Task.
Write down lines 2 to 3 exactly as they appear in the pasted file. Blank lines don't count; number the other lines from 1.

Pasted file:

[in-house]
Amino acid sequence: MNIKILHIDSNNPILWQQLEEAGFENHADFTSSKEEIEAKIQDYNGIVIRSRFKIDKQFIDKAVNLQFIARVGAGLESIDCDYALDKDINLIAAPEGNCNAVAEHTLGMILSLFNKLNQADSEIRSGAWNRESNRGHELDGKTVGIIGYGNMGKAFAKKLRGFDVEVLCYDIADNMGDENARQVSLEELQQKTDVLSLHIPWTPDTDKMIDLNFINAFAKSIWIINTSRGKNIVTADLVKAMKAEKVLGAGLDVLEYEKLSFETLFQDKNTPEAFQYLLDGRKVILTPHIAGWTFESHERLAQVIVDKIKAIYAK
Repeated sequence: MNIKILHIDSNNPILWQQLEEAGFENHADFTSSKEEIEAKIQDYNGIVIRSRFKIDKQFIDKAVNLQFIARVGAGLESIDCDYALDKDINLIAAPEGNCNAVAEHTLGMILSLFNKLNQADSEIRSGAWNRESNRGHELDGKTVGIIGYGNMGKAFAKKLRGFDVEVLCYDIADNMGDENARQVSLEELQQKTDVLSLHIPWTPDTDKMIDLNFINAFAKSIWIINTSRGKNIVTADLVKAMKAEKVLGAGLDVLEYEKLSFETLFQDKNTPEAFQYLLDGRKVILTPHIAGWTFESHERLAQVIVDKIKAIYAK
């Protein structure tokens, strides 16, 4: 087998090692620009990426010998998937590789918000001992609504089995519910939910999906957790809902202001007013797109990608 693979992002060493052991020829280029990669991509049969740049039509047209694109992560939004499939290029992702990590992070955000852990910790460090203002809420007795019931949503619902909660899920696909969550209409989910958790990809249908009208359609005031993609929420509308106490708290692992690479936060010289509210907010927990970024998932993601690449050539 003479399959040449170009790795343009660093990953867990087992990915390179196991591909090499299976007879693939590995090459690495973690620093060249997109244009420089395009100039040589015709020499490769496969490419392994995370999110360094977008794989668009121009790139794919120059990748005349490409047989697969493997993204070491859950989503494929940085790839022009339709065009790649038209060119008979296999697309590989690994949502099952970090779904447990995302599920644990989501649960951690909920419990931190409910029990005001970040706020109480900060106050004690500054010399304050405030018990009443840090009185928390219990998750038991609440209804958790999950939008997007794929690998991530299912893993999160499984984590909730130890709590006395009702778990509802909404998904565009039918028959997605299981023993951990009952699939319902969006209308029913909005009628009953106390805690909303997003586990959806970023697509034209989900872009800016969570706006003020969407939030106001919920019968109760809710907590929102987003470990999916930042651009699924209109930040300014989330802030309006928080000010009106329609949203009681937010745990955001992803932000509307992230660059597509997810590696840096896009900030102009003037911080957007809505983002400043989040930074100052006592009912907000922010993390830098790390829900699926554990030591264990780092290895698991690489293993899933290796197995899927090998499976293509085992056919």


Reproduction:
Amino acid sequence: MNIKILHIDSNNPILWQQLEEAGFENHADFTSSKEEIEAKIQDYNGIVIRSRFKIDKQFIDKAVNLQFIARVGAGLESIDCDYALDKDINLIAAPEGNCNAVAEHTLGMILSLFNKLNQADSEIRSGAWNRESNRGHELDGKTVGIIGYGNMGKAFAKKLRGFDVEVLCYDIADNMGDENARQVSLEELQQKTDVLSLHIPWTPDTDKMIDLNFINAFAKSIWIINTSRGKNIVTADLVKAMKAEKVLGAGLDVLEYEKLSFETLFQDKNTPEAFQYLLDGRKVILTPHIAGWTFESHERLAQVIVDKIKAIYAK
Repeated sequence: MNIKILHIDSNNPILWQQLEEAGFENHADFTSSKEEIEAKIQDYNGIVIRSRFKIDKQFIDKAVNLQFIARVGAGLESIDCDYALDKDINLIAAPEGNCNAVAEHTLGMILSLFNKLNQADSEIRSGAWNRESNRGHELDGKTVGIIGYGNMGKAFAKKLRGFDVEVLCYDIADNMGDENARQVSLEELQQKTDVLSLHIPWTPDTDKMIDLNFINAFAKSIWIINTSRGKNIVTADLVKAMKAEKVLGAGLDVLEYEKLSFETLFQDKNTPEAFQYLLDGRKVILTPHIAGWTFESHERLAQVIVDKIKAIYAK